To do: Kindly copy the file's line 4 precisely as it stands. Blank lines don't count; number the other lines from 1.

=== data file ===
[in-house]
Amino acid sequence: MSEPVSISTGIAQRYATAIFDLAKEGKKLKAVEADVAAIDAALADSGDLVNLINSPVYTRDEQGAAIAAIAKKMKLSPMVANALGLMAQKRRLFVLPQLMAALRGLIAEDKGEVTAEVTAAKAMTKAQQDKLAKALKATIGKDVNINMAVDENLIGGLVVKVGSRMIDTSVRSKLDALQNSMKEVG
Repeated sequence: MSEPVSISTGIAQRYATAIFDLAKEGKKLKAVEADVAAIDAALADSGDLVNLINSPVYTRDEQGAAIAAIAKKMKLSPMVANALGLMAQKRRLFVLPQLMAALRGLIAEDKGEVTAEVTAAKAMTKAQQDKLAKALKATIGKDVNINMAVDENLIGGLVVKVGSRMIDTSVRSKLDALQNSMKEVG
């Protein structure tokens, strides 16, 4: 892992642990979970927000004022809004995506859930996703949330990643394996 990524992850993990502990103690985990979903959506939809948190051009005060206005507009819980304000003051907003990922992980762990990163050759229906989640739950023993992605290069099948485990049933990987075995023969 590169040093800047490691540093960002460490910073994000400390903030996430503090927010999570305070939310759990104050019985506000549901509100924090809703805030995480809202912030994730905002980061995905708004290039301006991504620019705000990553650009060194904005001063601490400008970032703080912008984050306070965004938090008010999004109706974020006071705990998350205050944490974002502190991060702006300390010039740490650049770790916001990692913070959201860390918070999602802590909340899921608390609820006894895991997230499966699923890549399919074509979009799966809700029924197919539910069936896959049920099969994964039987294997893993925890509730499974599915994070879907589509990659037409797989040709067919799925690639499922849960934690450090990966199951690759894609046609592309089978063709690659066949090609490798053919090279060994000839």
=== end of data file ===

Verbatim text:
């Protein structure tokens, strides 16, 4: 892992642990979970927000004022809004995506859930996703949330990643394996 990524992850993990502990103690985990979903959506939809948190051009005060206005507009819980304000003051907003990922992980762990990163050759229906989640739950023993992605290069099948485990049933990987075995023969 590169040093800047490691540093960002460490910073994000400390903030996430503090927010999570305070939310759990104050019985506000549901509100924090809703805030995480809202912030994730905002980061995905708004290039301006991504620019705000990553650009060194904005001063601490400008970032703080912008984050306070965004938090008010999004109706974020006071705990998350205050944490974002502190991060702006300390010039740490650049770790916001990692913070959201860390918070999602802590909340899921608390609820006894895991997230499966699923890549399919074509979009799966809700029924197919539910069936896959049920099969994964039987294997893993925890509730499974599915994070879907589509990659037409797989040709067919799925690639499922849960934690450090990966199951690759894609046609592309089978063709690659066949090609490798053919090279060994000839």